There’s a strong motivation to do so. Southeast Asia is very much a digital-first market where customers, due to preferences, limited infrastructure, or lack of alternatives, use their smartphones for everything from chatting with friends to buying milk. They also want that same anytime, anywhere, hyper-personalized experience from their financial institutions. With the smartphone being the device of choice, financial services, along with much of the rest of their daily activities happen on a consumer’s phone. Banks need to be there, not only through their proprietary apps and platforms but also through partner ecosystems such as Line, WeChat, Kakao, Grab, Alipay et al.
If banks won’t give it to them, there are a plethora of fintechs that will. Both international fintechs like Stripe and Wise, as well as local champions like Grab, GoJek, and Nium, have grown to capture significant market share in Asia and are offering a differentiated digital banking service that traditional banks have historically struggled to match.
It's all about payments
This is all in the context of a rapidly changing payments infrastructure. Nearly every Southeast Asian jurisdiction has moved to a domestic real-time payments (RTP) infrastructure and most have proxy overlay services such as PayNow and PromptPay that make sending money as easy as picking a contact’s details off your phone or scanning a QR code.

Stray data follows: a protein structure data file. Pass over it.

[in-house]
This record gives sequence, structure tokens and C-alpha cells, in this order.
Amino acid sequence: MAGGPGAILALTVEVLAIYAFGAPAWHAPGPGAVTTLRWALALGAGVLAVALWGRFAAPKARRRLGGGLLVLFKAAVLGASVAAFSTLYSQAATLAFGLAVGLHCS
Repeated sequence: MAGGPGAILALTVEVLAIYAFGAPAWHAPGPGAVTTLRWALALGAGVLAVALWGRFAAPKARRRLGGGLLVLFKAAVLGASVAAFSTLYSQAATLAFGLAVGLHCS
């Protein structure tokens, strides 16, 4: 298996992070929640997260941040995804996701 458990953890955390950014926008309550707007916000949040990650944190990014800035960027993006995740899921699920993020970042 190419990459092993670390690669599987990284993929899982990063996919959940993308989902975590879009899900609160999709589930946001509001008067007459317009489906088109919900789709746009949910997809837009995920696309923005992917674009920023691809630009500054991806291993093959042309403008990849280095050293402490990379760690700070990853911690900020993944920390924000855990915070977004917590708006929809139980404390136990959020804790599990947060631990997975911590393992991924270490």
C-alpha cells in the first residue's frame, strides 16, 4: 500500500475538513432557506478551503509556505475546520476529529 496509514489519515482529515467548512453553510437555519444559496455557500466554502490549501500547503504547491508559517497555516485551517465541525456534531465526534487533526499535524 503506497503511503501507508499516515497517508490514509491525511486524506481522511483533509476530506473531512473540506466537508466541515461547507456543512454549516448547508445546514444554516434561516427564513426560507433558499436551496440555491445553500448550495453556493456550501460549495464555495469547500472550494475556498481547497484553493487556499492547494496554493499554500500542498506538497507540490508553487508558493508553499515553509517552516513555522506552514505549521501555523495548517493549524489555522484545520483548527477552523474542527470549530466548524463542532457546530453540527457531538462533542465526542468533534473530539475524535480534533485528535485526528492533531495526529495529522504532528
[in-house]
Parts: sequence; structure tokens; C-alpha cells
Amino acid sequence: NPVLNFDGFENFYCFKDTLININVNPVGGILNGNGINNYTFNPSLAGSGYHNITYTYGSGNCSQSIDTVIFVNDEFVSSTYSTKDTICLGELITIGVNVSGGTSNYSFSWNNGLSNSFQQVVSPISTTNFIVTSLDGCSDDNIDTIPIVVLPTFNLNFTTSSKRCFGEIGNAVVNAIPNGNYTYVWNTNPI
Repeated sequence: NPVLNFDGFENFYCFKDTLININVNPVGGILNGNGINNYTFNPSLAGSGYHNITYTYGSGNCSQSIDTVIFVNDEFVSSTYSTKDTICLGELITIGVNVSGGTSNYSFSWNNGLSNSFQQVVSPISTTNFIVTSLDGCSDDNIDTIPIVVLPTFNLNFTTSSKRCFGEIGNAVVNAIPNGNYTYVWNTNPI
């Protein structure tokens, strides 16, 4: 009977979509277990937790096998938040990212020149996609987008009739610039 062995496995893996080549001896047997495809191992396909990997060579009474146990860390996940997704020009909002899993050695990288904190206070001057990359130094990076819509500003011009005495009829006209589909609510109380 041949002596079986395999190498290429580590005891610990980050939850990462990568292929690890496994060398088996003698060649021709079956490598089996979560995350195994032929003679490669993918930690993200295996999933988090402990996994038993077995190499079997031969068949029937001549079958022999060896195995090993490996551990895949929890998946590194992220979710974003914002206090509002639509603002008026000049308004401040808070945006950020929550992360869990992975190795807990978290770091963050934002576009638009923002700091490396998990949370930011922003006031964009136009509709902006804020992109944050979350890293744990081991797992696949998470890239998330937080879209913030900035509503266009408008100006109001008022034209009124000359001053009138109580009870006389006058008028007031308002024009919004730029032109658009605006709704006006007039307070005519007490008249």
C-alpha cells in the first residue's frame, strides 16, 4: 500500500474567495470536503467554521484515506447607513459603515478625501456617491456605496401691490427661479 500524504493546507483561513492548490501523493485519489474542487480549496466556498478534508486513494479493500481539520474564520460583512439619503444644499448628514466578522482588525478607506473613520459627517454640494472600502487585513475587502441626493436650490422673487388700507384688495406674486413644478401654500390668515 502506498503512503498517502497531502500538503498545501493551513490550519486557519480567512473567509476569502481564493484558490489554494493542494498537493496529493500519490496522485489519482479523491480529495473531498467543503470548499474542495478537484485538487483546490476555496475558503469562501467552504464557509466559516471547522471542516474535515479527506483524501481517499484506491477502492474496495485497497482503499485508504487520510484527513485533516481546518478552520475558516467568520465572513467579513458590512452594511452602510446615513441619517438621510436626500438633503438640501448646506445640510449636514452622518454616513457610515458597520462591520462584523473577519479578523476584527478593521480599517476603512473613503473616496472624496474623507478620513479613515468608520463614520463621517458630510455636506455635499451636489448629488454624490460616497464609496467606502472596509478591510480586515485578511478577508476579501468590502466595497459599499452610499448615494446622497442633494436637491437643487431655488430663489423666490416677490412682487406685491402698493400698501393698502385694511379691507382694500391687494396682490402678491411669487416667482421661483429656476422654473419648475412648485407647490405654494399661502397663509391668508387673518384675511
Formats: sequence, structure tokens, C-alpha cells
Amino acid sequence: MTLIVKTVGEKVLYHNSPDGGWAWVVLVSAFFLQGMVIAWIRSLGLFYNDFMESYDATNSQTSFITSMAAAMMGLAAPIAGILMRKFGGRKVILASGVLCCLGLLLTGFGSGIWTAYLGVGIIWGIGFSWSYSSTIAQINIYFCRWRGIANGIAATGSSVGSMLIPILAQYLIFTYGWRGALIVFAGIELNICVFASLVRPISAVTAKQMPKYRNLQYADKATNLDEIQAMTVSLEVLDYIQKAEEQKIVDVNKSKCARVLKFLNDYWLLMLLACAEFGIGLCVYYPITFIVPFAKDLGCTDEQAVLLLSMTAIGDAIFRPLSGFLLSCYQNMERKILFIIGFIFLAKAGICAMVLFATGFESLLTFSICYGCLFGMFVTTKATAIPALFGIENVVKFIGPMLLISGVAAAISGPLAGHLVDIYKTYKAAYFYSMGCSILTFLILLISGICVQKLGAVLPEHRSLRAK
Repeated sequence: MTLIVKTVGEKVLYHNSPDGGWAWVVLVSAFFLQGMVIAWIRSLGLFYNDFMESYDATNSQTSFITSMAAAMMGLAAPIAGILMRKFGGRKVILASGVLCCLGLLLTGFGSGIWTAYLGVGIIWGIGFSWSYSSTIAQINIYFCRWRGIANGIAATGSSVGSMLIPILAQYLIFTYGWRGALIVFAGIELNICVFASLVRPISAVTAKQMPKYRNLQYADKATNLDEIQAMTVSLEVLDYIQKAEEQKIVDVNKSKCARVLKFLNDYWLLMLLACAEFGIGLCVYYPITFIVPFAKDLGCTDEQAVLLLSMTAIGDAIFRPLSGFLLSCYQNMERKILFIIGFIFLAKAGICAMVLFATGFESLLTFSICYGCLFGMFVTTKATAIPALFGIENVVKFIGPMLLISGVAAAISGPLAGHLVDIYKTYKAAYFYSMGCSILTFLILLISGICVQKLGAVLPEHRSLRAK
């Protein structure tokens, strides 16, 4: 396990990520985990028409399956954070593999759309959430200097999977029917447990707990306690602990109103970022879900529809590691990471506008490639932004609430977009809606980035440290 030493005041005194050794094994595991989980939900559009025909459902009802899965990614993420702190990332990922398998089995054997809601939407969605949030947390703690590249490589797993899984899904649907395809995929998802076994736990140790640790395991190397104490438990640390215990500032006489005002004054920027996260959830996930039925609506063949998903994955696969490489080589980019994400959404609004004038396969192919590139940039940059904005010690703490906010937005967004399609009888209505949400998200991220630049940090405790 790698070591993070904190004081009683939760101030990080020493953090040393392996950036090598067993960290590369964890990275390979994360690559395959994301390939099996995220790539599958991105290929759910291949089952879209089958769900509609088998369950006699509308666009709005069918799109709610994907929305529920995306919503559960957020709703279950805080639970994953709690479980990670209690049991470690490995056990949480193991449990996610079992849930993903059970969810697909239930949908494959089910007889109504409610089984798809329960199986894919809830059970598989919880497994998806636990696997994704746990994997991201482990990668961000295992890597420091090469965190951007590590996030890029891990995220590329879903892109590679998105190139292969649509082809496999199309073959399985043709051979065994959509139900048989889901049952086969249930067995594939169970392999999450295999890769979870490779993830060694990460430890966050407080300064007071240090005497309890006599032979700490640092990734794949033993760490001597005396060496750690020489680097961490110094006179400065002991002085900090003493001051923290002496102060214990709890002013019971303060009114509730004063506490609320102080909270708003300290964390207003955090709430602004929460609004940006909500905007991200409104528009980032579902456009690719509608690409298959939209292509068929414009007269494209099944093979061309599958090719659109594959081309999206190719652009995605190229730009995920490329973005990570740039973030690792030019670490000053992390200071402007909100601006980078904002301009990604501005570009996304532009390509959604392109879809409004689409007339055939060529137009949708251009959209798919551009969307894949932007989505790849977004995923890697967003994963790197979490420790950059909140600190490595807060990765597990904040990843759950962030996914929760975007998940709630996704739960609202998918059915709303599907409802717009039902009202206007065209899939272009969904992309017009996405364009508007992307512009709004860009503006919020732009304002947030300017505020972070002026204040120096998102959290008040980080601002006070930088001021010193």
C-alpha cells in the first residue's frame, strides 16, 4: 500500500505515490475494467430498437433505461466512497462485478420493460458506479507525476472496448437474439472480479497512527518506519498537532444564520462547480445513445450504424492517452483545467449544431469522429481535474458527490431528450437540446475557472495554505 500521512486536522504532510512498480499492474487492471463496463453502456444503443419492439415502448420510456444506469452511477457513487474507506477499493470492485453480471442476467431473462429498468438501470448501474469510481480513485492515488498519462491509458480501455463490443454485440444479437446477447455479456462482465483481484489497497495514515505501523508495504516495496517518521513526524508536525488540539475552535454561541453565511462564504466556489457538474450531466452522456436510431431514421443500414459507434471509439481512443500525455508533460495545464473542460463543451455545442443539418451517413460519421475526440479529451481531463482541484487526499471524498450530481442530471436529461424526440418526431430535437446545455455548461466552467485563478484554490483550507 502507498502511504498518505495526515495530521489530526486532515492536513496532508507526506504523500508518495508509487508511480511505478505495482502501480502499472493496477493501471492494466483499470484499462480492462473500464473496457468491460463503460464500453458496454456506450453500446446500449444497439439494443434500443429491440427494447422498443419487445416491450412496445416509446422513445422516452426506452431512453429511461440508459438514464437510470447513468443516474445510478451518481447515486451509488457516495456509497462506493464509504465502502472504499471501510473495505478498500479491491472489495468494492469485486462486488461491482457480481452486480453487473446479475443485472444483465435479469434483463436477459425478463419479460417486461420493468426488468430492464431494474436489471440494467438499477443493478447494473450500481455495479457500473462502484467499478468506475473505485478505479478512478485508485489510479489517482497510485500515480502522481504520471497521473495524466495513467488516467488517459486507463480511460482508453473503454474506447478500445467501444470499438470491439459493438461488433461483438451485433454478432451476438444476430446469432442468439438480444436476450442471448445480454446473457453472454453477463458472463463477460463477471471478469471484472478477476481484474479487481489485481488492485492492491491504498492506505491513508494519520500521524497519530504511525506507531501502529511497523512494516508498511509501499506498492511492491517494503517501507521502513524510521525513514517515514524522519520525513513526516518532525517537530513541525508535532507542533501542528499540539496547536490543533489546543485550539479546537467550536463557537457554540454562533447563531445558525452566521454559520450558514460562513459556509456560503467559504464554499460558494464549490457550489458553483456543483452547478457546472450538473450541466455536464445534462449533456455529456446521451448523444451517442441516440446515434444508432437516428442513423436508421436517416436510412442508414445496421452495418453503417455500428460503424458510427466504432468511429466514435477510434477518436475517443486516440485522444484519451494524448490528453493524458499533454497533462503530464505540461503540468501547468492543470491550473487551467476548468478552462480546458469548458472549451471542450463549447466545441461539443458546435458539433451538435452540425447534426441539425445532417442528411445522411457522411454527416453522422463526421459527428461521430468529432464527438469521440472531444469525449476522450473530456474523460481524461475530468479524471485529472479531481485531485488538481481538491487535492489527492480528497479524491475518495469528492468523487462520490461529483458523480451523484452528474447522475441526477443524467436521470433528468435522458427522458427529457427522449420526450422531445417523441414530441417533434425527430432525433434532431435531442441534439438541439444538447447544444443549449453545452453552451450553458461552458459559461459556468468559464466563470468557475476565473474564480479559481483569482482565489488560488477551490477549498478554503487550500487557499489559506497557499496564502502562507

These platforms have grown rapidly to account for a significant amount of both domestic and cross-border payment flow and have also driven down fees. Payments have become a race to zero. Across the region, RTP-based P2P transfers are typically free, and retail POS payments are often less than 1%.
Finally, we’re at the cusp of what will likely be a massive digital banking wave with Singapore, Malaysia, and likely Indonesia all having digital banking launches in 2022. In developed markets, the discussion is more about increasing competition, whilst in developing markets, it’s all about getting people into the financial ecosystem.
What is the meaning of (banking) life?
So as we come into 2022, Southeast Asia’s traditional banks have their work cut out for them. Intense competition from declining fees, new market entrants, and more competitive value propositions will make the year challenging for banks, not even to mention the soul-searching that banks should be going through as they consider the implications of Banking as a Service (BaaS). At the end of 2022, a bank asked us “Should we just become a utility?” Err…
Although banks like DBS have taken a very confident stance that they will be able to compete with whatever the digital banks come up with, one has to imagine a certain amount of handwringing in the background as banks try to figure out their new year's resolutions. Much like the friend that always starts the new year with a gym commitment, will Southeast Asia’s banks be able to keep their commitment to digitization and stay ahead of the competition? It will be a key question for 2022.
Now if you'll excuse me, I need to go to the gym.